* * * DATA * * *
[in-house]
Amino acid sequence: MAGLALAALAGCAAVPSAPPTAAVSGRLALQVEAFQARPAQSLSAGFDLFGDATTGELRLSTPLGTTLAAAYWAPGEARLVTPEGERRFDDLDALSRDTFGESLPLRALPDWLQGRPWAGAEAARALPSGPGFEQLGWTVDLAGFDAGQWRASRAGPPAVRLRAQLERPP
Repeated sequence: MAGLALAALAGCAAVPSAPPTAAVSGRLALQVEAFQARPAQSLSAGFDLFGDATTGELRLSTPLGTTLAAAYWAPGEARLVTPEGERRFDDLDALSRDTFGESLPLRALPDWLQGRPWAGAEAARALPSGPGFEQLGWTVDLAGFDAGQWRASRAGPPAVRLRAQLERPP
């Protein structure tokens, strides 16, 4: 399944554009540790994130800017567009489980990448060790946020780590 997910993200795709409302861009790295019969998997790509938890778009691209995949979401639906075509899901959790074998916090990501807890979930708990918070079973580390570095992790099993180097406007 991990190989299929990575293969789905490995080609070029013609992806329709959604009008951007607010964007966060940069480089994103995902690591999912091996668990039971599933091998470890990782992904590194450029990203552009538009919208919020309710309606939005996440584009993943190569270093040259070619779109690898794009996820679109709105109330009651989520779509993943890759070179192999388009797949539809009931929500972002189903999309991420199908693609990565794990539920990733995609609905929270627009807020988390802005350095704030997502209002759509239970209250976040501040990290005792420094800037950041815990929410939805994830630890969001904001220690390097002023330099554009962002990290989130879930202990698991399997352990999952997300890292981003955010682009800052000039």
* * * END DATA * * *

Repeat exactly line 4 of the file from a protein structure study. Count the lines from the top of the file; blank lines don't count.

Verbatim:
């Protein structure tokens, strides 16, 4: 399944554009540790994130800017567009489980990448060790946020780590 997910993200795709409302861009790295019969998997790509938890778009691209995949979401639906075509899901959790074998916090990501807890979930708990918070079973580390570095992790099993180097406007 991990190989299929990575293969789905490995080609070029013609992806329709959604009008951007607010964007966060940069480089994103995902690591999912091996668990039971599933091998470890990782992904590194450029990203552009538009919208919020309710309606939005996440584009993943190569270093040259070619779109690898794009996820679109709105109330009651989520779509993943890759070179192999388009797949539809009931929500972002189903999309991420199908693609990565794990539920990733995609609905929270627009807020988390802005350095704030997502209002759509239970209250976040501040990290005792420094800037950041815990929410939805994830630890969001904001220690390097002023330099554009962002990290989130879930202990698991399997352990999952997300890292981003955010682009800052000039």